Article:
I guess I am the best mathematician there is. I can think about real math problems forever.

I think of computer programming in the same way – I often need to study and think about a solution to problem that a client presents to me, but most of the time they want it solved *now*.

I think this is excellent advice. Its probably the number one thing I would say to my undergrad self. I find just sitting there staring at a problem for a long time even if broken up with daydreaming can be really helpful.

“Years of rote drill will do that to you.”

I agree completely. Of course, the obvious solution is to promote creative, exploratory approaches, such as Vinod Khare shared, or as many educational researchers have been advising for decades. Some countries, like Finland, have actually tried to follow this advice. The U.S., on the other hand, is promoting test-driven accountability which is putting pressure on even the good teachers (who want deeper learning) to teach to the test through rote drill.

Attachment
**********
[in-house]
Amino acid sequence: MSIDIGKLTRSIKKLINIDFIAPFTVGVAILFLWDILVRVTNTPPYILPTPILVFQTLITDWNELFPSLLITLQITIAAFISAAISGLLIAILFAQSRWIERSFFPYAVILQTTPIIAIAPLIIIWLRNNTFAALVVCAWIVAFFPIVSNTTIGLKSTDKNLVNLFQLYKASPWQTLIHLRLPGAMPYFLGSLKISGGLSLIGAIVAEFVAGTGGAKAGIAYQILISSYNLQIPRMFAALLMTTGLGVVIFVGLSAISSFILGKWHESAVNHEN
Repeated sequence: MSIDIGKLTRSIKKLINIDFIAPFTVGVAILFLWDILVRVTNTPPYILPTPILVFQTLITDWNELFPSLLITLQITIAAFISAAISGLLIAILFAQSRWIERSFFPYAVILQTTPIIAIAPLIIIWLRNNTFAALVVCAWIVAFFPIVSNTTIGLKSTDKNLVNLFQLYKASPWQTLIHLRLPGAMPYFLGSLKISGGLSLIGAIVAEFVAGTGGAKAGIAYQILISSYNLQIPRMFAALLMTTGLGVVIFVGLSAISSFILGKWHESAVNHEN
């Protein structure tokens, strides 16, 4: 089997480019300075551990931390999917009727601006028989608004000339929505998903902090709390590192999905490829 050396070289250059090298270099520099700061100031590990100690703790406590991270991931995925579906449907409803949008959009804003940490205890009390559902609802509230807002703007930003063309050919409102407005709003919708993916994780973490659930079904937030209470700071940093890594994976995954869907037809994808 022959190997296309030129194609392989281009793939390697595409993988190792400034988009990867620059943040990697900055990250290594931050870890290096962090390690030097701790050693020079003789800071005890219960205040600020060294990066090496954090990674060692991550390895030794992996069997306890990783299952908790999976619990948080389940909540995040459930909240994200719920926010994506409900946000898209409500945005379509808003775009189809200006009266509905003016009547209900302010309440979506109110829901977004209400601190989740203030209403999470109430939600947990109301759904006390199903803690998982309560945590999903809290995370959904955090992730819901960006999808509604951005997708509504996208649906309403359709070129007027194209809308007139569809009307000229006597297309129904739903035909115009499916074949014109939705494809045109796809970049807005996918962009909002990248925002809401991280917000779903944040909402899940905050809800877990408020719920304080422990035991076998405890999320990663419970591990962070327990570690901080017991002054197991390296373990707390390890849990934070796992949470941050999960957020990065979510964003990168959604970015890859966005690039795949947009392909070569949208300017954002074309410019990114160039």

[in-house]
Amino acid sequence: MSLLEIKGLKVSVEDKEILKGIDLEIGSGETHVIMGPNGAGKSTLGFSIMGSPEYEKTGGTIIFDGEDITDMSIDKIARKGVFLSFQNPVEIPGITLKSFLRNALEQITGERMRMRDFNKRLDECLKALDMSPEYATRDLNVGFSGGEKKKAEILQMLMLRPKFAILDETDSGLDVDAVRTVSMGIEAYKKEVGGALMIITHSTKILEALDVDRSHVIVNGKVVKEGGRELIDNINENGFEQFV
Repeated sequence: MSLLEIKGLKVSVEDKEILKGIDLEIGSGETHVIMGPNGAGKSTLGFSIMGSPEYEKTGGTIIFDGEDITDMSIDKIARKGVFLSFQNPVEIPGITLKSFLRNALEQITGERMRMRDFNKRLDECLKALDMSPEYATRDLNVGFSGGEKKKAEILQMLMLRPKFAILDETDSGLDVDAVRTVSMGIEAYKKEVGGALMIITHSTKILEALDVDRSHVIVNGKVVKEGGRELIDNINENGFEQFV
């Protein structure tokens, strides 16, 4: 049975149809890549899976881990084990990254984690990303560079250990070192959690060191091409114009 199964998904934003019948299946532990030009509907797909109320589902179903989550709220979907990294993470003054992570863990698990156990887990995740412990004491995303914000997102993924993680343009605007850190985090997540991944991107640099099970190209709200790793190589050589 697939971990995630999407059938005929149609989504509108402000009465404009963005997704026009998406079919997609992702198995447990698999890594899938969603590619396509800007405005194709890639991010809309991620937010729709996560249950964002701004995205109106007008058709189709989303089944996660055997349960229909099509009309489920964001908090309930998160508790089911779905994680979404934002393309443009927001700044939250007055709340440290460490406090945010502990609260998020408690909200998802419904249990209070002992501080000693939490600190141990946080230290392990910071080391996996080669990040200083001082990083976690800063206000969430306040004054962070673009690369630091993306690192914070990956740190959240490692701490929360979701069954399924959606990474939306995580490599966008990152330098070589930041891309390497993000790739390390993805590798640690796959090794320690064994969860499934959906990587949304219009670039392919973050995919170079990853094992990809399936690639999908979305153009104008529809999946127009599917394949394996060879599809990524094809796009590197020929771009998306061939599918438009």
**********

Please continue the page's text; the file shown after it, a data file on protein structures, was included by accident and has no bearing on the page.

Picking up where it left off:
John Maynard Keynes had this to say about Isaac Newton:

His peculiar gift was the power of holding continuously in his mind a purely mental problem until he had seen straight through it. Anyone who has ever attempted pure scientific or philosophical thought knows how one can hold a problem momentarily in one’s mind and apply all one’s powers of concentration to piercing through it, and how it will dissolve and escape and you find that what you are surveying is a blank. I believe that Newton could hold a problem in his mind for hours and days and weeks until it surrendered to him its secret.